I would argue that by not putting down that $20,000 on your mortgage and instead using it for a kitchen, you are paying the opportunity cost of reaching your genuine dreams. That cost comes in the form of the extra money you pay on your mortgage. Yes, you pay the opportunity cost initially by choosing down payment over kitchen. But, the secret opportunity cost is what you pay 30 years later when you don’t have that extra $70,000 in the bank, earning interest over those years, to fund your new business venture or space flight. It all comes down to the choices you make: what is it you want in life? The $20,000 kitchen, or the space flight? If the $20,000 kitchen is more important, then you ought to make that choice. But in the grand scheme of things, I would prefer the opportunity later in life to have an extra $70,000 to do with as I please, rather than paying a max amount of interest.

Another point my parents brought up was another possible choice. The acquaintance has a child, and is planning for more relatively soon. In fact, that is why they bought the new house: the old one could not possibly fit another baby. By paying 10 years of interest only, the acquaintance’s wife could stop working, or cut down to part time, in order to have more babies and get all of the children into grade school. If they didn’t do that, they might not be able to afford the loss of her salary. Since they need to have the babies now (biologically speaking) and not wait 30 years, it would make sense to do that.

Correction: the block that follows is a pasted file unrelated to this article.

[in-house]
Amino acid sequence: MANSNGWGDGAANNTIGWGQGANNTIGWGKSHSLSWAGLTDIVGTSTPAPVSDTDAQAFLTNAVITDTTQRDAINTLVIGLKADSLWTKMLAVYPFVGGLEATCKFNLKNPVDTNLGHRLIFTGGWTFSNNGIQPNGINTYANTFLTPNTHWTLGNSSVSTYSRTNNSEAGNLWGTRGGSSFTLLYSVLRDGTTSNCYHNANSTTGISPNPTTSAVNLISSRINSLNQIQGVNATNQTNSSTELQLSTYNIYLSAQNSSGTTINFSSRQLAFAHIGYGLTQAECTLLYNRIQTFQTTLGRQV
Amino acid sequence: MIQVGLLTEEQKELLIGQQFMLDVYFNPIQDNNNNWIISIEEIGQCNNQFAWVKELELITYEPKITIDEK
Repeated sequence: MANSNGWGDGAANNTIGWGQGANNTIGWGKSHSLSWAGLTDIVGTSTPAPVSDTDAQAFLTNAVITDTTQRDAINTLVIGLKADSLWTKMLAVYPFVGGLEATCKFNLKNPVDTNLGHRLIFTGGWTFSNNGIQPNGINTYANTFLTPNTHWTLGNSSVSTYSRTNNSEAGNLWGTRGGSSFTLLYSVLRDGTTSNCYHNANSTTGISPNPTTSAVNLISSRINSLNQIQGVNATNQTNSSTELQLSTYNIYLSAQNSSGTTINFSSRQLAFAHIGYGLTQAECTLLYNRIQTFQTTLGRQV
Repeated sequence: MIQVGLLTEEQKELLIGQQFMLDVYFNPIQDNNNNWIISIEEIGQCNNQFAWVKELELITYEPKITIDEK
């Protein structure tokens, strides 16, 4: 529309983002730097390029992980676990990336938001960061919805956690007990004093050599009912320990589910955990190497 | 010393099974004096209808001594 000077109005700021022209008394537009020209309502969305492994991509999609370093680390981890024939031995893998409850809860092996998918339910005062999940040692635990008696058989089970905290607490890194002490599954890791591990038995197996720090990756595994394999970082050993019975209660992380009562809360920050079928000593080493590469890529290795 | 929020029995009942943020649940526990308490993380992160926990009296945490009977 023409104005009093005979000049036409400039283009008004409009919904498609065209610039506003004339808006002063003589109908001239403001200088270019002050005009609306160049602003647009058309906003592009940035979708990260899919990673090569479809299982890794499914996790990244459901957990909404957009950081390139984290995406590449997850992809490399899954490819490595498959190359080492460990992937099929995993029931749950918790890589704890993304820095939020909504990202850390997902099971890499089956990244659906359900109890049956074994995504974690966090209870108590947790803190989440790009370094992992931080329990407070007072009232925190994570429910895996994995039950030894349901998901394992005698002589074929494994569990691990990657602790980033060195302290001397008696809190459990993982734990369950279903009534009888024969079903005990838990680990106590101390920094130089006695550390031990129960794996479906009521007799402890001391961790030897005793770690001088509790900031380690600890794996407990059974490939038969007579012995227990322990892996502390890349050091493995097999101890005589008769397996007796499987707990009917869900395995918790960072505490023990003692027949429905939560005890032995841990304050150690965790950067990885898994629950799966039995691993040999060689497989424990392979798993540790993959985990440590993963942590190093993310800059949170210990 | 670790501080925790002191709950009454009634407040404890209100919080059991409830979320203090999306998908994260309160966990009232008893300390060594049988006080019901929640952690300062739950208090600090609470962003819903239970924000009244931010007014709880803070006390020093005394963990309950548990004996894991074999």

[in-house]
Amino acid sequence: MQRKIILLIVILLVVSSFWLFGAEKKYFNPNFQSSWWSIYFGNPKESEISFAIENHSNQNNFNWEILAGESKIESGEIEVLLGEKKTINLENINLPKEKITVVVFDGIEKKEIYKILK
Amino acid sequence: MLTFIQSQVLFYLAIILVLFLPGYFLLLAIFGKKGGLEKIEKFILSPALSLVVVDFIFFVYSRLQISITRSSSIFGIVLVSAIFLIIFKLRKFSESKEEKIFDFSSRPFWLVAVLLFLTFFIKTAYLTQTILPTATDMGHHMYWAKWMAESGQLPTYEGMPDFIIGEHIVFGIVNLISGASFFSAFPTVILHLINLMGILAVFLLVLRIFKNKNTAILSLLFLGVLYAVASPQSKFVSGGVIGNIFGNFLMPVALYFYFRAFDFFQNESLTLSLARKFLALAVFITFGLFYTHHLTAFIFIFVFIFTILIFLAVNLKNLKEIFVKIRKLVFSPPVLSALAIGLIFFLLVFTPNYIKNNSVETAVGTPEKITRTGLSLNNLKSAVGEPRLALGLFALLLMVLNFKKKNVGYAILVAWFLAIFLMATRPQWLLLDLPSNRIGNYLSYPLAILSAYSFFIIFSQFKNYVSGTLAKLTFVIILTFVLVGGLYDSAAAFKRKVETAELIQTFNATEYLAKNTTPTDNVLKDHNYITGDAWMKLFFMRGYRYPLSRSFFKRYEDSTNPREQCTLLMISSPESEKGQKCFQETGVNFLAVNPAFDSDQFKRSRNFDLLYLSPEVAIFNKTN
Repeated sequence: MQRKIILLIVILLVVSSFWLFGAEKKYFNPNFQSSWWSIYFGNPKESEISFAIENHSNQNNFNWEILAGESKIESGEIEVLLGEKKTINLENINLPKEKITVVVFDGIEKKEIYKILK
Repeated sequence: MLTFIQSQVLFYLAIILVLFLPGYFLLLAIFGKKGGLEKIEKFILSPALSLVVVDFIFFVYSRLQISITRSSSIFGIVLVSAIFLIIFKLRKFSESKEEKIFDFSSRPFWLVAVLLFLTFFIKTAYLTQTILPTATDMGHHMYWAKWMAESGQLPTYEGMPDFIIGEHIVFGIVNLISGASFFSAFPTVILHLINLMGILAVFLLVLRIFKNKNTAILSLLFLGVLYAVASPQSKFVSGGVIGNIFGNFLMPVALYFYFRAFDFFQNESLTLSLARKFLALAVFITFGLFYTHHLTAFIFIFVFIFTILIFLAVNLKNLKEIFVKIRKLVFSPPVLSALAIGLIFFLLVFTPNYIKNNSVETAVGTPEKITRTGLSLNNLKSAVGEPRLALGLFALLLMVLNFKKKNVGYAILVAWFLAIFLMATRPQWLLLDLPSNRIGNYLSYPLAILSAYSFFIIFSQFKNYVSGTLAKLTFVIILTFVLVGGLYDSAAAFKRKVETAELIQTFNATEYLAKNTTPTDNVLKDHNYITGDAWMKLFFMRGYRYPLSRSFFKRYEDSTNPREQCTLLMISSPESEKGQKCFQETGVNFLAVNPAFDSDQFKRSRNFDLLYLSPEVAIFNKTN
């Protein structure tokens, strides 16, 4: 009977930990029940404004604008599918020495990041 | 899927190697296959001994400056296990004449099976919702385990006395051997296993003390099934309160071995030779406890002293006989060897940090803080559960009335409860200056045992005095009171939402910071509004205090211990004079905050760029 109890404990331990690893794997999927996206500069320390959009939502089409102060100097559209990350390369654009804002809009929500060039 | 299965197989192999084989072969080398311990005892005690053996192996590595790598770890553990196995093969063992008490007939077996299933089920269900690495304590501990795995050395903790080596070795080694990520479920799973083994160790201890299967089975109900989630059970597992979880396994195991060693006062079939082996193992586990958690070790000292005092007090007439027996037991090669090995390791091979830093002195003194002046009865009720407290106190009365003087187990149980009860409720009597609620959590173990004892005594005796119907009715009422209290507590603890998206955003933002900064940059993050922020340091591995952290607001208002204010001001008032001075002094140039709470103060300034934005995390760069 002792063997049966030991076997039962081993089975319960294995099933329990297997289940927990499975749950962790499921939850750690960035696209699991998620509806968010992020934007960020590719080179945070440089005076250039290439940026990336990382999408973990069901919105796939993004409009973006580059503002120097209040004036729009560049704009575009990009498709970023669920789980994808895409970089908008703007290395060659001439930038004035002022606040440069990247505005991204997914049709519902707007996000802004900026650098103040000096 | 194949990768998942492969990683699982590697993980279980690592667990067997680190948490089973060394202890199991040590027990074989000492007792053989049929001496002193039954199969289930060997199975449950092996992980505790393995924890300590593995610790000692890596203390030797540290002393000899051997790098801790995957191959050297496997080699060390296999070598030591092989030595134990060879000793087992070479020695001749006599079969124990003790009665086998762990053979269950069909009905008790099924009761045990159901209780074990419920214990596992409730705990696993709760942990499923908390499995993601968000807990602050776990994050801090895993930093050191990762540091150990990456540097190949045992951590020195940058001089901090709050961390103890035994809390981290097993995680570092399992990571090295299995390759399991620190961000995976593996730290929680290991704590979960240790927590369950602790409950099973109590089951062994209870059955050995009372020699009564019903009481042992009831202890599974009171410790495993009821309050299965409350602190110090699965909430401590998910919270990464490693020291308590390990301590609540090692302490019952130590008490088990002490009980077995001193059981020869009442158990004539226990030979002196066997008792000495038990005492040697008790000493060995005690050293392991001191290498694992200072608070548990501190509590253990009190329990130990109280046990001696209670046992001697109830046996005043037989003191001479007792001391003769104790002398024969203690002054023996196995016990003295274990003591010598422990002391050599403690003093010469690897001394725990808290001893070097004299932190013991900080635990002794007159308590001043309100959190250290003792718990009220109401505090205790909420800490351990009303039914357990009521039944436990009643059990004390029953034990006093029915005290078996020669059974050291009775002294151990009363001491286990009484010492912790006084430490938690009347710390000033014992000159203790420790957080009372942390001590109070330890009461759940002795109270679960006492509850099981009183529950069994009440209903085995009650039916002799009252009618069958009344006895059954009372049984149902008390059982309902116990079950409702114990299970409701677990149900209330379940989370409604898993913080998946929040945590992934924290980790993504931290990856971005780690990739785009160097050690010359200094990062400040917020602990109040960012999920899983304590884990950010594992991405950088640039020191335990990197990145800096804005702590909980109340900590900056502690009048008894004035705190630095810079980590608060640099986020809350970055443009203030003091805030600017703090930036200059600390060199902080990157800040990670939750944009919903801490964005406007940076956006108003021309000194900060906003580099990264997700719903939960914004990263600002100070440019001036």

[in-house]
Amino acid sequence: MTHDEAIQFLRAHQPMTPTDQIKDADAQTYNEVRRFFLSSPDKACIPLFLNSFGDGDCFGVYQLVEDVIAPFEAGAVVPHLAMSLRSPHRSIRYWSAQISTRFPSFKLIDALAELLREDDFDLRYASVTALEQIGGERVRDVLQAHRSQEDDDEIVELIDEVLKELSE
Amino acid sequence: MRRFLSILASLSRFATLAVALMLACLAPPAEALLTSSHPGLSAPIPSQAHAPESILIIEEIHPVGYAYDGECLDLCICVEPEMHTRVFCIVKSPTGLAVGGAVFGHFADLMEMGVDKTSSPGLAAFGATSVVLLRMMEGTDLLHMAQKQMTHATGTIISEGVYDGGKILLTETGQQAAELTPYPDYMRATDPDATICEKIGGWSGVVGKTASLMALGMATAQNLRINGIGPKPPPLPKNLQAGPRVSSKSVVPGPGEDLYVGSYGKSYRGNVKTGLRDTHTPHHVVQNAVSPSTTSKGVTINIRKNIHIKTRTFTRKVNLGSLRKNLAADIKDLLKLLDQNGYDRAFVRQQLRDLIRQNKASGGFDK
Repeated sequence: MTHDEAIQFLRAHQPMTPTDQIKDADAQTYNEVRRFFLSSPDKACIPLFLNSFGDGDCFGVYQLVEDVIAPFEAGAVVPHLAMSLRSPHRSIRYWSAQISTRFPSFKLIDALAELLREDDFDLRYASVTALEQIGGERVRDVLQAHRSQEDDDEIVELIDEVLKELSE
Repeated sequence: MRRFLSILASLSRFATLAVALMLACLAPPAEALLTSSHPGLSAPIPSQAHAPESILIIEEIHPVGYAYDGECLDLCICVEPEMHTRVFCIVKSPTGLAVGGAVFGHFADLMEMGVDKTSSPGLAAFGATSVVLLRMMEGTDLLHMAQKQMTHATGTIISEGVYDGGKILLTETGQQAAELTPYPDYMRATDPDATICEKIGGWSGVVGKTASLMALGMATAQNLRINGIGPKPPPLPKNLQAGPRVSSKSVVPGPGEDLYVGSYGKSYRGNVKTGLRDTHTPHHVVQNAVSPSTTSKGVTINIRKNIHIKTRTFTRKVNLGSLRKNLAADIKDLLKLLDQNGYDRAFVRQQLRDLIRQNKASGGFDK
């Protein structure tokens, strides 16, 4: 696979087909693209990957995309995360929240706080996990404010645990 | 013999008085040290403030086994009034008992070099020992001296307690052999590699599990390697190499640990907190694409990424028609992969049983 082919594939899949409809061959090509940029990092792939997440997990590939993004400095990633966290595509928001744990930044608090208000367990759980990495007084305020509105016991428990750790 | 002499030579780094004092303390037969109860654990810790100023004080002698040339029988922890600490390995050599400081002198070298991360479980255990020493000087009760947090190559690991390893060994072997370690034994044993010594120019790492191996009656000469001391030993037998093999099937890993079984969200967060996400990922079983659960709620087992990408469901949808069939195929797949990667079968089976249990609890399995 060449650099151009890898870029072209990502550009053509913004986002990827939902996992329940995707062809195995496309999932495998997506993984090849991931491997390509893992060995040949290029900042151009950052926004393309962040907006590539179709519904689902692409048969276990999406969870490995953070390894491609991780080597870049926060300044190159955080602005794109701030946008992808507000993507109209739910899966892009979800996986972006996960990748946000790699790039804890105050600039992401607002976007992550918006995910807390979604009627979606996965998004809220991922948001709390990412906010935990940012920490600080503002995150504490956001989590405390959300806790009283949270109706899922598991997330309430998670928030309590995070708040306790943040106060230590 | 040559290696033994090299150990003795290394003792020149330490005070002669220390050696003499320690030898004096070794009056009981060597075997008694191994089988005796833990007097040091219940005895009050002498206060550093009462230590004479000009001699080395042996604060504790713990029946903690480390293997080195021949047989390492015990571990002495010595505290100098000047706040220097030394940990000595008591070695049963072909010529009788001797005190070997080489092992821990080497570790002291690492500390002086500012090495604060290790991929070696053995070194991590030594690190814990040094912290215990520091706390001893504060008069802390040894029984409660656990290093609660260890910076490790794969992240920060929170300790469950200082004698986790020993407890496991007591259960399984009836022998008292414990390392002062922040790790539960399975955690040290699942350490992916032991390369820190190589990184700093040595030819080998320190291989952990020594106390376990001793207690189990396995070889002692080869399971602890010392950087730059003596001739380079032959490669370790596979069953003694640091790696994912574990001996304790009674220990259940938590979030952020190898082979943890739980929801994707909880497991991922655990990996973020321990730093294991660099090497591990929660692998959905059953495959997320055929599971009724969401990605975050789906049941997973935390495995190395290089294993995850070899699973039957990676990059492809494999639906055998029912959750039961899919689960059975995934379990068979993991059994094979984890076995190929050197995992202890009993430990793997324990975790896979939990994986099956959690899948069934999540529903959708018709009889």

As seemingly unrelated aside, I have a story. Last month, Bear and I  went to his home town for the weekend. His sister has identical twin boys, who are about 15 months old. They are adorable, but they are also rambunctious. We took them to the mall so that Bear could get his hair cut. His parents didn’t have the stroller with them that weekend, so we had to carry and/or attempt to restrain the boys so they wouldn’t run off. 15 month old little boys are resistant to holding hands, too. Independence and such. So, we had leashes for them. They were cute leashes: they look like a monkey is strapped to their banks, and then you use the tail to hold onto them. However, the tail is so low that if you pull too hard, you pull their feet out from under them. That’s mean, so we turned them upside down and had the tail on top, head on the bottom, so it looked like the monkey was sniffing their little butts. Awww. Generally speaking, the idea of putting children on leashes is a little disconcerting to me. They’re children, not dogs. However. When you are in a public place with two rambunctious toddlers who don’t respond well to verbal commands yet, and you want to avoid losing them, you have to put them on leashes. It’s one thing when you have one toddler, or when you have multiple children of various ages. But with twins? Good lord, the insanity! When we were putting them back in the monkey leashes after eating some lunch, I overheard a woman nearby say, “Oh, I hate when people put little kids in leashes. It’s just wrong.” VALUES JUDGMENT. Her values are such that putting a kid in a leash is wrong. Ok, fine. But I see you have two girls, about 5 years apart. It was probably fairly easy for you to wrangle the first one when she was this age. By the time the 2nd one was this age, the older one was around 7, and the younger one probably adored her, making it easy to have the older one help wrangle. Right? Not so with twins. Don’t judge, and keep your mouth shut. Plenty of people, Bear included, were put in leashes as children and they turned out fine. You know why? Because they didn’t get lost in a mall, abducted by a stranger, and then raped and murdered. You don’t know what it’s like with twin boys. I was a little pissed about that. I decided to try to avoid making values judgments about other people, especially out loud.